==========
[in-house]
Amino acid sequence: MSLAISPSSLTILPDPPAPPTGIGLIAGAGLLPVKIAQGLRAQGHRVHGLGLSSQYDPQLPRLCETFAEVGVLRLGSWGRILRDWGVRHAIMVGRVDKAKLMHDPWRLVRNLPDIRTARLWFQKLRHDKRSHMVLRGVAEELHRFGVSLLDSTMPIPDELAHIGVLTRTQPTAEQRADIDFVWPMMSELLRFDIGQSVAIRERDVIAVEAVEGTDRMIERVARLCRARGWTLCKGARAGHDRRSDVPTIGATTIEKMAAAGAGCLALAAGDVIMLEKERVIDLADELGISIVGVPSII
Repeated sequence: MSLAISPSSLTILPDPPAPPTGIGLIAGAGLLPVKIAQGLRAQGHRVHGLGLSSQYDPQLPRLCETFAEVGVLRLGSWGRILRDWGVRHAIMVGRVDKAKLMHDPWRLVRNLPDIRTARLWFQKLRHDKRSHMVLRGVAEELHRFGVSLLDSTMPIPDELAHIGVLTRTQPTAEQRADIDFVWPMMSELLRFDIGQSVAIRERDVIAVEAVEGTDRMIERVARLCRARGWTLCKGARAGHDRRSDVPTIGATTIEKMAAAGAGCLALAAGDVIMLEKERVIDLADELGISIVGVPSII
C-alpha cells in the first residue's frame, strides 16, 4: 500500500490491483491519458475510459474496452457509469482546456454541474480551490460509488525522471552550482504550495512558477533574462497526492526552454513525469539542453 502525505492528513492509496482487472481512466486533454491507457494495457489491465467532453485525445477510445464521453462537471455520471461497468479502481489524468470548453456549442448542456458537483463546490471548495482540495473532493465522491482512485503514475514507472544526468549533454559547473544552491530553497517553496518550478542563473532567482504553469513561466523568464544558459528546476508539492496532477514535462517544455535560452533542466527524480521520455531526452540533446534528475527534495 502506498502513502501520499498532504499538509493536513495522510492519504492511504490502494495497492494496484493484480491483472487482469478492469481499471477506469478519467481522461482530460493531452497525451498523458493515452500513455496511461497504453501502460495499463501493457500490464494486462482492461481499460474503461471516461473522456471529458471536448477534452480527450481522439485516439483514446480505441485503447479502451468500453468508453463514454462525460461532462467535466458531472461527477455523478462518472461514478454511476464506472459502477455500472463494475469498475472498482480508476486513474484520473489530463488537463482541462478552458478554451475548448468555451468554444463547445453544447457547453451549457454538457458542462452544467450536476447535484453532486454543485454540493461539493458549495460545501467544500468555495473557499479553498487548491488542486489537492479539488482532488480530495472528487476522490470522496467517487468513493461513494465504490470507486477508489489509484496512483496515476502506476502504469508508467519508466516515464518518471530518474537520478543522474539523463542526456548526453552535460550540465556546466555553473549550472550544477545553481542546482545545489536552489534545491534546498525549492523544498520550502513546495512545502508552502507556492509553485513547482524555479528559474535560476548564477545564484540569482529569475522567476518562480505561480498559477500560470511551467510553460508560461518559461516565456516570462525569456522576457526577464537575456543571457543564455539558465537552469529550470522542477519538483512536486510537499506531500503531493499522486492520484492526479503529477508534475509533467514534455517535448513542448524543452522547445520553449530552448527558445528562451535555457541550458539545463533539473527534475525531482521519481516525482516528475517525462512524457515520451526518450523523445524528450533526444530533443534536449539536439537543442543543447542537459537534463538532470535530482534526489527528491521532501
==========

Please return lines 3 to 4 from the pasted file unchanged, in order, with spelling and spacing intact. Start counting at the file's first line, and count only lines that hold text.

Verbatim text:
Repeated sequence: MSLAISPSSLTILPDPPAPPTGIGLIAGAGLLPVKIAQGLRAQGHRVHGLGLSSQYDPQLPRLCETFAEVGVLRLGSWGRILRDWGVRHAIMVGRVDKAKLMHDPWRLVRNLPDIRTARLWFQKLRHDKRSHMVLRGVAEELHRFGVSLLDSTMPIPDELAHIGVLTRTQPTAEQRADIDFVWPMMSELLRFDIGQSVAIRERDVIAVEAVEGTDRMIERVARLCRARGWTLCKGARAGHDRRSDVPTIGATTIEKMAAAGAGCLALAAGDVIMLEKERVIDLADELGISIVGVPSII
C-alpha cells in the first residue's frame, strides 16, 4: 500500500490491483491519458475510459474496452457509469482546456454541474480551490460509488525522471552550482504550495512558477533574462497526492526552454513525469539542453 502525505492528513492509496482487472481512466486533454491507457494495457489491465467532453485525445477510445464521453462537471455520471461497468479502481489524468470548453456549442448542456458537483463546490471548495482540495473532493465522491482512485503514475514507472544526468549533454559547473544552491530553497517553496518550478542563473532567482504553469513561466523568464544558459528546476508539492496532477514535462517544455535560452533542466527524480521520455531526452540533446534528475527534495 502506498502513502501520499498532504499538509493536513495522510492519504492511504490502494495497492494496484493484480491483472487482469478492469481499471477506469478519467481522461482530460493531452497525451498523458493515452500513455496511461497504453501502460495499463501493457500490464494486462482492461481499460474503461471516461473522456471529458471536448477534452480527450481522439485516439483514446480505441485503447479502451468500453468508453463514454462525460461532462467535466458531472461527477455523478462518472461514478454511476464506472459502477455500472463494475469498475472498482480508476486513474484520473489530463488537463482541462478552458478554451475548448468555451468554444463547445453544447457547453451549457454538457458542462452544467450536476447535484453532486454543485454540493461539493458549495460545501467544500468555495473557499479553498487548491488542486489537492479539488482532488480530495472528487476522490470522496467517487468513493461513494465504490470507486477508489489509484496512483496515476502506476502504469508508467519508466516515464518518471530518474537520478543522474539523463542526456548526453552535460550540465556546466555553473549550472550544477545553481542546482545545489536552489534545491534546498525549492523544498520550502513546495512545502508552502507556492509553485513547482524555479528559474535560476548564477545564484540569482529569475522567476518562480505561480498559477500560470511551467510553460508560461518559461516565456516570462525569456522576457526577464537575456543571457543564455539558465537552469529550470522542477519538483512536486510537499506531500503531493499522486492520484492526479503529477508534475509533467514534455517535448513542448524543452522547445520553449530552448527558445528562451535555457541550458539545463533539473527534475525531482521519481516525482516528475517525462512524457515520451526518450523523445524528450533526444530533443534536449539536439537543442543543447542537459537534463538532470535530482534526489527528491521532501